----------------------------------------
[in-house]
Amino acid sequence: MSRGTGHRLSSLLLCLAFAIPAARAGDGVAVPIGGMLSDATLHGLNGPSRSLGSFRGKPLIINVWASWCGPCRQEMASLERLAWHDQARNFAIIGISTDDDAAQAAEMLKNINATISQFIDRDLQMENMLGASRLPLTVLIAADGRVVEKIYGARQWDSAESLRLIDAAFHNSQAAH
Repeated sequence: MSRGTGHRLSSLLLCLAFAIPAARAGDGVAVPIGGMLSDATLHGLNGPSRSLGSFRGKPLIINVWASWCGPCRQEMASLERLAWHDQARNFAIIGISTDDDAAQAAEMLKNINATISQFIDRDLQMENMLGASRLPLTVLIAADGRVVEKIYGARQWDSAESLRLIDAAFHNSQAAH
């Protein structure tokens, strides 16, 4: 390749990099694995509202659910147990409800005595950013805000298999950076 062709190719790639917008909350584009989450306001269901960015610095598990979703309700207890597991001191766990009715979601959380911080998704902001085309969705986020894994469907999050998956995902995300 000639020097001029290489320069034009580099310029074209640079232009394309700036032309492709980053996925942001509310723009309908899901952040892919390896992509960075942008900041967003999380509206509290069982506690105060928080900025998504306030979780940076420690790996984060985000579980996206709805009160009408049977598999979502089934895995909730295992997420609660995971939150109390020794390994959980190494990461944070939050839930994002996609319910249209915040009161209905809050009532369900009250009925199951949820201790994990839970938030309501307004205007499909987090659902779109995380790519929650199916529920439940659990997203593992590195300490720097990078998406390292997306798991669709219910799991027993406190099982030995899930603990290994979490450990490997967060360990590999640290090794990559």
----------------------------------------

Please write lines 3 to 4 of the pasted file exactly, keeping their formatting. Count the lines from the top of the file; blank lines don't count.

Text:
Repeated sequence: MSRGTGHRLSSLLLCLAFAIPAARAGDGVAVPIGGMLSDATLHGLNGPSRSLGSFRGKPLIINVWASWCGPCRQEMASLERLAWHDQARNFAIIGISTDDDAAQAAEMLKNINATISQFIDRDLQMENMLGASRLPLTVLIAADGRVVEKIYGARQWDSAESLRLIDAAFHNSQAAH
């Protein structure tokens, strides 16, 4: 390749990099694995509202659910147990409800005595950013805000298999950076 062709190719790639917008909350584009989450306001269901960015610095598990979703309700207890597991001191766990009715979601959380911080998704902001085309969705986020894994469907999050998956995902995300 000639020097001029290489320069034009580099310029074209640079232009394309700036032309492709980053996925942001509310723009309908899901952040892919390896992509960075942008900041967003999380509206509290069982506690105060928080900025998504306030979780940076420690790996984060985000579980996206709805009160009408049977598999979502089934895995909730295992997420609660995971939150109390020794390994959980190494990461944070939050839930994002996609319910249209915040009161209905809050009532369900009250009925199951949820201790994990839970938030309501307004205007499909987090659902779109995380790519929650199916529920439940659990997203593992590195300490720097990078998406390292997306798991669709219910799991027993406190099982030995899930603990290994979490450990490997967060360990590999640290090794990559």